Tuesday, March 08, 2005

It's a truly revolting day here in southern Vermont. The stuff that's falling out of the sky is, technically speaking, snow, but only barely. No need to collectively make a mud slurpee today; this stuff is falling from the heavens already-slurped. The standing water is thick and slimy -- I dunno if you've ever seen water that's hovering right at the freezing point, not yet quite ready to crystallize entirely but also not 100% liquid, but it's strange stuff. Puddles in this state don't splash, the make more of a "blurping" motion. I think you know what I mean.

But this is all still good news; it's further evidence that the season is slowly -- painfully slowly -- creeping towards spring. We had our first preview yesterday; the sun was out, and it was warm enough (if you've been walking around in 0°F for the last two months, anyway, it's a relative thing) to go out without a sweater or jacket or anything. The first contact of sunlight on skin is a blissful occasion that can't be readily comprehended unless you've spent an oppressive amount of time shielding every possible inch of bare flesh from the wet and cold. It's a giddy kind of joy that makes you want to find an empty field and run around in circles screaming your fool head off; it makes you want to grab the nearest attractive person of the opposite or otherwise-preferred sex, drag 'em off into the woods, and... well, yes.

Anyhoo, the point is, while we still have some snow and muck and cold to get through (snow season is coming to an end, but ice season is fast approaching, followed directly by mud season), the end is in sight.

Dave has said that he thinks the arc of the southern hemisphere year -- with New Year's coming in midsummer -- makes more sense. I can't find a quote on his blog, but to paraphrase, he prefers the idea that the year begins in light, sinking down into cold and darkness in the middle to emerge again at the end. (I'm sure he'll confirm or correct that whenever he comes by again.) And I do understand what he means; it's an intriguing subversion of ancient assumptions, and has some value in that it provides an alternate context coming from a place where the arbitrarily-dominant traditions have less relevance. But I think I still disagree. The fact that the year begins and ends in winter has too much resonance with other ideas of timekeeping. Every day, for example, begins and ends in the darkness of the night; the lunar cycle begins and ends with the dark new moon; and both conventions feel closely related to a human lifespan which also, in a manner of speaking, begins and ends in darkness, arcing out into the corporeal world inbetween. If that's the underlying archetype, then the idea that the day/month/year begins at the darkest point makes perfect sense.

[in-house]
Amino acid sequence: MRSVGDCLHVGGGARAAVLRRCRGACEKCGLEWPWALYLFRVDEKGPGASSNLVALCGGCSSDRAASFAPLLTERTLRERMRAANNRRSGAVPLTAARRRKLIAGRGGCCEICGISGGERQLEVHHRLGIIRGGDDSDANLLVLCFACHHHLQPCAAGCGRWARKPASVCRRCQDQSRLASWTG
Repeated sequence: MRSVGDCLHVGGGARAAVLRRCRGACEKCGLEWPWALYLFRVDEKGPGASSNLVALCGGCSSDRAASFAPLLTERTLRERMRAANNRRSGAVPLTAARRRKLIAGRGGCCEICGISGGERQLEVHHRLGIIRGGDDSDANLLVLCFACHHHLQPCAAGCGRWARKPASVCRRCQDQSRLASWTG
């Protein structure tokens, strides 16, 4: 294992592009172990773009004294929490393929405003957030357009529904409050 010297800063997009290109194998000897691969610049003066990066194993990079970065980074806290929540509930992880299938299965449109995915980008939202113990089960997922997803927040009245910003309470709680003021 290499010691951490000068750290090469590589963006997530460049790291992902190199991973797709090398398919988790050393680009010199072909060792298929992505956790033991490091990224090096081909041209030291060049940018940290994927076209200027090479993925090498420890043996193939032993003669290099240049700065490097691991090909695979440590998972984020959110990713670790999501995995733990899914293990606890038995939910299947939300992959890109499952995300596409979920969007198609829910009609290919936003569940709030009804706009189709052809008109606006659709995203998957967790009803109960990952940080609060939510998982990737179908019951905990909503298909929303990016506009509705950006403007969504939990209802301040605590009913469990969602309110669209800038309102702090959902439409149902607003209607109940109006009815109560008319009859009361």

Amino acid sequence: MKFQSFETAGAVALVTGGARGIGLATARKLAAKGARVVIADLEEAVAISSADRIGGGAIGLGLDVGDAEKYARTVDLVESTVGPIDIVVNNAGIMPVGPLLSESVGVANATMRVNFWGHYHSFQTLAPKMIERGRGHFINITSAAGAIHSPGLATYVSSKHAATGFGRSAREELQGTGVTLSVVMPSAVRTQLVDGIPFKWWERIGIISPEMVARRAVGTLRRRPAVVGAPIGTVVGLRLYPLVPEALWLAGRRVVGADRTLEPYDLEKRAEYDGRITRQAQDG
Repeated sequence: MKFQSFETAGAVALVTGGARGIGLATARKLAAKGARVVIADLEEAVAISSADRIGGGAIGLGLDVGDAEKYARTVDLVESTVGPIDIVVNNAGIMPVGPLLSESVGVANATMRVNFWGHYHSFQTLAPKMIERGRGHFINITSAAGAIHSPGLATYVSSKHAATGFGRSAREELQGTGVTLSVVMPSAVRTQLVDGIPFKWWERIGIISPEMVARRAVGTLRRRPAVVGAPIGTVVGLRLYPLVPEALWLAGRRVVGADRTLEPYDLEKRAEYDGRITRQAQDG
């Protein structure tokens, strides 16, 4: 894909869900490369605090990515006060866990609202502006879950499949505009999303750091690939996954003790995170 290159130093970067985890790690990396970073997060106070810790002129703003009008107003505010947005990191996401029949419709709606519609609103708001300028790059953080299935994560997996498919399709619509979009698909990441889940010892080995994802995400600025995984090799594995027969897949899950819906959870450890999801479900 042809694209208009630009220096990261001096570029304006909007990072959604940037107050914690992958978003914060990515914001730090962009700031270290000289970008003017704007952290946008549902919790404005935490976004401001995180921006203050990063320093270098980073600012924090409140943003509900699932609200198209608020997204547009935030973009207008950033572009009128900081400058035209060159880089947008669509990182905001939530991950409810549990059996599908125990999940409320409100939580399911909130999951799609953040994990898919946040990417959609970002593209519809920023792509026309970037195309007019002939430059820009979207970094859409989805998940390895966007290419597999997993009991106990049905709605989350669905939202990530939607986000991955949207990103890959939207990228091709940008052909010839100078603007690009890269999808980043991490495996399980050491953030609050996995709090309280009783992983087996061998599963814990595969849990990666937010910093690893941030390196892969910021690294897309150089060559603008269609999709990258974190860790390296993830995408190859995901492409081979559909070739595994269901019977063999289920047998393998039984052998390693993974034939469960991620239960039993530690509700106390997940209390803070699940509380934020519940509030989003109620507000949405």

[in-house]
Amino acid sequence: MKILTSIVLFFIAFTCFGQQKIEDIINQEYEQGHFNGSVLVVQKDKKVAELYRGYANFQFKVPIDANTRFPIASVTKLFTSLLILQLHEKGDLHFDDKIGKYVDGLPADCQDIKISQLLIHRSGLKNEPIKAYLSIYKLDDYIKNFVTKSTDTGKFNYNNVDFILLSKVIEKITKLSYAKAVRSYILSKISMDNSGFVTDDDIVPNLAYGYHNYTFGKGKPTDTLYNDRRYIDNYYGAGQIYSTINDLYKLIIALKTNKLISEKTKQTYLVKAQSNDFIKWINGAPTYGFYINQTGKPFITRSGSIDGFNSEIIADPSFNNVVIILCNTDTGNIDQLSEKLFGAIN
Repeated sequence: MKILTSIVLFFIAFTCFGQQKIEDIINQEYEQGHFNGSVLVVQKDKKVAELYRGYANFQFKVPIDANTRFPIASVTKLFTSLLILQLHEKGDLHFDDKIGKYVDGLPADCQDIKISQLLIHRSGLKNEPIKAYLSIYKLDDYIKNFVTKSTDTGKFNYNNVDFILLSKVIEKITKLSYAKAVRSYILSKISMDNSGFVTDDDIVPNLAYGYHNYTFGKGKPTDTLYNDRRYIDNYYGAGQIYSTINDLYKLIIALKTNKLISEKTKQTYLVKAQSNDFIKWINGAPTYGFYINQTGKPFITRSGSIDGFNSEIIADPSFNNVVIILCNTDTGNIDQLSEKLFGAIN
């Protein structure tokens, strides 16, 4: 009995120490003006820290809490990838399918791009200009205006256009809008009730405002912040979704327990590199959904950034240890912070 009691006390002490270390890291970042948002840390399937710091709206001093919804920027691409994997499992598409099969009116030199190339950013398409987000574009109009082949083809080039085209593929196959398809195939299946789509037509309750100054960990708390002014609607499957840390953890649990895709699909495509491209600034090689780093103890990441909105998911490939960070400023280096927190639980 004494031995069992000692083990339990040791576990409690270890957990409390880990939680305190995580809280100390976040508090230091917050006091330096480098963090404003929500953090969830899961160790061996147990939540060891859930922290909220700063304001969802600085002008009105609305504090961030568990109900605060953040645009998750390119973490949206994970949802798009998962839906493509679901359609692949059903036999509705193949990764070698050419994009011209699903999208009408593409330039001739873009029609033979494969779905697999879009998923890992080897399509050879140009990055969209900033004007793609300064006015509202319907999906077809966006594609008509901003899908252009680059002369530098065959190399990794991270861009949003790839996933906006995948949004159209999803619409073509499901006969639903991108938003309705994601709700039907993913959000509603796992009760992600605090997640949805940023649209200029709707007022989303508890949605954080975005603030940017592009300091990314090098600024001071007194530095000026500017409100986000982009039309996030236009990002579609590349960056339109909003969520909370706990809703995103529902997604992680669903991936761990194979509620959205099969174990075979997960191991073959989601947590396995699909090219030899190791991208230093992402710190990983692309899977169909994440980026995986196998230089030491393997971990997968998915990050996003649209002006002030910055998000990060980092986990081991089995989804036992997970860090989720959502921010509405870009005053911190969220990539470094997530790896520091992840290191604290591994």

And there's a nest of birds above my bedroom window that make the strangest sounds I've ever heard come from a bird. Sometimes they just twitter, but now and then -- usually in the evenings -- the break into something that sounds like a cross between a seagull and a hawk. I haven't gotten a look at them yet... anybody have any ideas?
10:01 AM ::
Amy :: permalink